Lawmakers approve bill to restrict funds to some independent and religious schools

Lawmakers in the Senate Committee on Education on Friday passed a bill 6-0 that would restrict public funds going to some independent and religious schools.

The bill, S.219, would mandate that “the school or program has adequate safeguards to ensure that none of the tuition for which payment is requested has been or will be used to support religious instruction or worship or the propagation of religious views,” the bill text reads.

If it becomes law, independent schools will be required to follow public schools’ antidiscrimination policies if they want to receive federal funds. S.219 would “prohibit a school district from paying public tuition to a qualified school or program, regardless of religious status or affiliation, unless the school or program complies with federal and State antidiscrimination laws applicable to public schools.”

state of Vermont

Sen. Brian Campion, D-Bennington

Legislative counsel James DesMarais said during the committee meeting that any non-compliance with the standards set by public schools can result in a student or teacher filing a report to the school board. Ultimately, the school could lose public funding.

On Thursday, committee chair Sen. Brian Campion, D-Bennington, said public money going to religious schools is a big concern for him.

“I feel like we know that dollars are going to religious schools right now, and so we need to put some guard rails on that, and we need to protect the students and the staff,” he said.

The committee received a joint statement from four executive directors from the state’s education organizations: the Vermont School Boards Association, the Vermont NEA, the Vermont Superintendent’s Association, and the Vermont Principals’ Association..

The organizations have taken a position that the state should forego giving state money to private schools altogether.

“In order to meet this mandate, the State must ensure that all schools that receive public dollars reflect our framers’ vision of public education by being inclusive and providing quality instruction that gives children the tools they need in order to succeed,” they wrote. “The best approach for the State to take to address the issues in S.219 is to fund only public schools. The debate over this legislation, the testimony that has been provided to the Committee, and pending litigation in Vermont amply illustrate that funding private schools requires the State to navigate a morass of complicated legal and logistical issues.”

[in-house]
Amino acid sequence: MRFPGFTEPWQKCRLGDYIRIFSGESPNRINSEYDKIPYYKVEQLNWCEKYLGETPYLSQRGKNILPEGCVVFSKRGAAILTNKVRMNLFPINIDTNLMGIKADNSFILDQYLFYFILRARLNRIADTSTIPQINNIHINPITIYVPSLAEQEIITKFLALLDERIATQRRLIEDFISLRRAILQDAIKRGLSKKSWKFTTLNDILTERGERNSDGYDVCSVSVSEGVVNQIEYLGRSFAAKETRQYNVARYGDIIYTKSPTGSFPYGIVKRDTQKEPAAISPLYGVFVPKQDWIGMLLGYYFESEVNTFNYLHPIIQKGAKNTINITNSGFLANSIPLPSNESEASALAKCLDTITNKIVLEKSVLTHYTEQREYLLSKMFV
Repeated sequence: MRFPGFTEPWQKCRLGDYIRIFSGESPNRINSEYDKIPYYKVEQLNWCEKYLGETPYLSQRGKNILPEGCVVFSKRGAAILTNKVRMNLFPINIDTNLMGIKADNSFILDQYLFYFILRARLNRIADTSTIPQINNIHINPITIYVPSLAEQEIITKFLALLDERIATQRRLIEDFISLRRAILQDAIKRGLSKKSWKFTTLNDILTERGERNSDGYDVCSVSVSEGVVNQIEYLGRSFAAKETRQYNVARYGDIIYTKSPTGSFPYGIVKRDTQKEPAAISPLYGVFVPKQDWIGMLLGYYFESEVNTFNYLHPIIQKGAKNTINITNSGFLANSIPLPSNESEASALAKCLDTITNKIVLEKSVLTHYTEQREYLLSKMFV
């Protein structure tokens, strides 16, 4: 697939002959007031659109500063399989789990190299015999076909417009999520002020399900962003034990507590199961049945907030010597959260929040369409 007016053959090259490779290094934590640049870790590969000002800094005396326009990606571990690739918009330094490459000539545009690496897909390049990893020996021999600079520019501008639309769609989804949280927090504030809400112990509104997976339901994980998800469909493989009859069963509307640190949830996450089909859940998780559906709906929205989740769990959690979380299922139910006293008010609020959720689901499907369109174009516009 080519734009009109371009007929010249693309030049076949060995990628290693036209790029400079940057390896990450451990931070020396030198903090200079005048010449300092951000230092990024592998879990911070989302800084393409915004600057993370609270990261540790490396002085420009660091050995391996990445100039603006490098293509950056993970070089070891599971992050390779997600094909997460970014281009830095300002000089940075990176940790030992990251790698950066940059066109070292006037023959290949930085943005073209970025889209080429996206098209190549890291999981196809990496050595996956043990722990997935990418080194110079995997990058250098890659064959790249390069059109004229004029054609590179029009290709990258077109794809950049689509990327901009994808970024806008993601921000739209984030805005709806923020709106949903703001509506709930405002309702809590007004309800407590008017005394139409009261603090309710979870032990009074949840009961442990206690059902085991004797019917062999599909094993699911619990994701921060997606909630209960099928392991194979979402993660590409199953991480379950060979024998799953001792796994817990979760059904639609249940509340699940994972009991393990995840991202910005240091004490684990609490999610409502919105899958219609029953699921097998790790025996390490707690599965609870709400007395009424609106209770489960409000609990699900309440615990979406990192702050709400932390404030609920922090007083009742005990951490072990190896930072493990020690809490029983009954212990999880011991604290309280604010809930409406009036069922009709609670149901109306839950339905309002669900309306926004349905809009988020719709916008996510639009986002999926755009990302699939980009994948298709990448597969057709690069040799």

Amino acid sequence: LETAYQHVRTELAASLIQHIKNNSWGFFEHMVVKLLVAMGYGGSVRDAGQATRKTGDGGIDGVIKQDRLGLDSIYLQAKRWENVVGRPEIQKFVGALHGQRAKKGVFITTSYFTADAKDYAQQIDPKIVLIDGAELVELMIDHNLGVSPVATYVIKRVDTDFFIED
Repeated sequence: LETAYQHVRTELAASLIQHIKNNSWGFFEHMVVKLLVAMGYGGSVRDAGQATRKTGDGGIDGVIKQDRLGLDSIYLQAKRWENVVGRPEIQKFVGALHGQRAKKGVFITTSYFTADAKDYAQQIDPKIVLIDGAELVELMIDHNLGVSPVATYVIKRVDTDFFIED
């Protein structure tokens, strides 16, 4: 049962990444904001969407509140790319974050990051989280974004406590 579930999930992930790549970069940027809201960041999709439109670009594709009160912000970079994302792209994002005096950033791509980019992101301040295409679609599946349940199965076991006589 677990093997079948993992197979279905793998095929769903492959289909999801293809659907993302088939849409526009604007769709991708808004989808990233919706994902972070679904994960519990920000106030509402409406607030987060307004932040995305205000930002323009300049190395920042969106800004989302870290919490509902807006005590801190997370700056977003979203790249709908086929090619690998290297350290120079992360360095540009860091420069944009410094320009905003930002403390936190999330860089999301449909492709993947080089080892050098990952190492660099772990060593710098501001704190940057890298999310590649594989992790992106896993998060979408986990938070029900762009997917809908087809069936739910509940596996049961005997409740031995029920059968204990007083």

Sue Ceglowski, director of the Vermont School Boards Association, told the committee Thursday  that more “accountability measures” should be included in the state’s contracts with independent schools.

“It would be important to include other basic requirements around things like curriculum, staff qualification, open meetings, public records requirements, fiscal accountability, and student assessments,” she said.

It’s not clear if such requirements might, for example, prohibit a religious school from having religion classes.

Ceglowski said the bill lacks clarity regarding its antidiscrimination components.

“It’s not clear to us looking at this version of the bill that the private schools that are receiving public funds are required to comply with the Equal Education Opportunities Act because there isn’t a readily available list of every single antidiscrimination law from the State of Vermont and federally. And I’m not clear whether this law falls under an antidiscrimination law or not,” she said.

DesMarais said that should not be a concern.

“It covers all federal and state antidiscrimination laws,” he said.

The bill probably won’t be on the floor for a while, said Campion, the chair of the committee. Instead it is headed to the Senate Appropriations Committee.